Common knowledge is that art is an essential part of our ordinary existence. What is art for you? Some people are sure that art is something limited that we can draw, sing, and listen. Nevertheless, we have the meaningful objection. Art is the unique ability to see the extraordinary things in the daily routine. Especially, such power had the artiste whom we dedicated the following article.
Kawai Gyokudō-Japanese artist, the painter, belongs to the Nihong school, (born November 24, 1873, in Japan, died June 30, 1957, Tokyo). His real name is Kawai Yoshisaburō.
He also studied painting Yu-ha (Western-style painting) and developed a very personal style, especially in the field of landscapes. As professionals say, Kawai Gyokudō found a golden mean not only between the western and eastern painting but also between the styles of Kyoto and Tokyo schools.
He was a late child in the family of a well-to-do landowner. Father Kawai was engaged in breeding orchids, writing haiku and was a master of the tea ceremony. In 1887, Kawai went to study painting Maruyama-Shijo in Kyoto.
When the boy was 8 years old, the family was forced to sell the property and go to the city of Gifu, there Gyokudō opened an art store. Gyokudō’s mother, samurai’s daughter, ran the store. And his father was engaged in intellectual pursuits. Fairly early, bright and expressive drawings of the boy attracted the attention of others.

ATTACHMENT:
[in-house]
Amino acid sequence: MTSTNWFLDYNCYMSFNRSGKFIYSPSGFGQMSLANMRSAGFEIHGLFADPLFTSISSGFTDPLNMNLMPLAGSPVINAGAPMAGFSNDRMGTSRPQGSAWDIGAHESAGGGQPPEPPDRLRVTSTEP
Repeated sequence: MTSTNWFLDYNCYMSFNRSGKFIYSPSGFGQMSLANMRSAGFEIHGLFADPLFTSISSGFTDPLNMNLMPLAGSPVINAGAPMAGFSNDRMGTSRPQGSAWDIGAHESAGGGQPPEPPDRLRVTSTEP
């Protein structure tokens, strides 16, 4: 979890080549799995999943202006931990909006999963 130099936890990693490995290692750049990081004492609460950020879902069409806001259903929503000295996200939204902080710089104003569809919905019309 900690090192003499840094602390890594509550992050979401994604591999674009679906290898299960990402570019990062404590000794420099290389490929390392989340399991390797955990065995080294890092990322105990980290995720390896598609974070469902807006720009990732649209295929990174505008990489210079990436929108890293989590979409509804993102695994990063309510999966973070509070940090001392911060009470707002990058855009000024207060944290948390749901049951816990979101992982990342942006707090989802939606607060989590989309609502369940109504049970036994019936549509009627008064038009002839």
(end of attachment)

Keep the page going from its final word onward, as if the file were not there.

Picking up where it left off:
Thanks to walks in the mountains with his father Kawai not only fell in love with nature but also felt the deep power of her emotional impact.
In 1896, he moved to Tokyo and became a student of the school of Hashimoto Gah, Kan. Initially, the Shijo School, studying under the direction of Hashimoto Yasunagi, studied the school in Kano, created a unique style in a moderate landscape painting filled with poetry.
In 1900, Gyokudō opened a private school, and in 1907 became a member of the Imperial Academy of Arts. Since 1915, he taught painting nihonga in the Tokyo School of Fine Arts. In 1944, during the Second World War, Kawai Gyokudō was evacuated to Tama county, where he lived until his death.
Basic ideas in painting
Kawai Gyokudō is best known for his own style of depicting nature in polychrome technology, although he wrote and sent black-and-white scrolls in an old-Chinese manner.
I must say that Kawai Gyokudō was and remains extremely popular and loved in Japan. His name stands among the first names of artists who worked in the “Japanese manner” of Nihongo.
Kawai Gyokudō in his works more often in different places, and richly portrayed the life of people and animals living there, objects in a natural setting.
Poetic and at the same time, with credibility, Gyokudō reproduced a slow, measured peasant life, finding beauty and profound meaning in scenes of everyday life of people from remote mountain villages.
Famous paintings made by Kawai Gyokudō
Among his representational works are Futsuka Zuki (New Moon), Yuku Haru, Mina no-yu (Evening at the top of the mountain) and Bossetsu, (Snow in the Evening), Farewell Spring, Autumn rain (1940).
Most of his works have been preserved and presented in the Gyokudo Art Museum, in Ōme, Tokyo.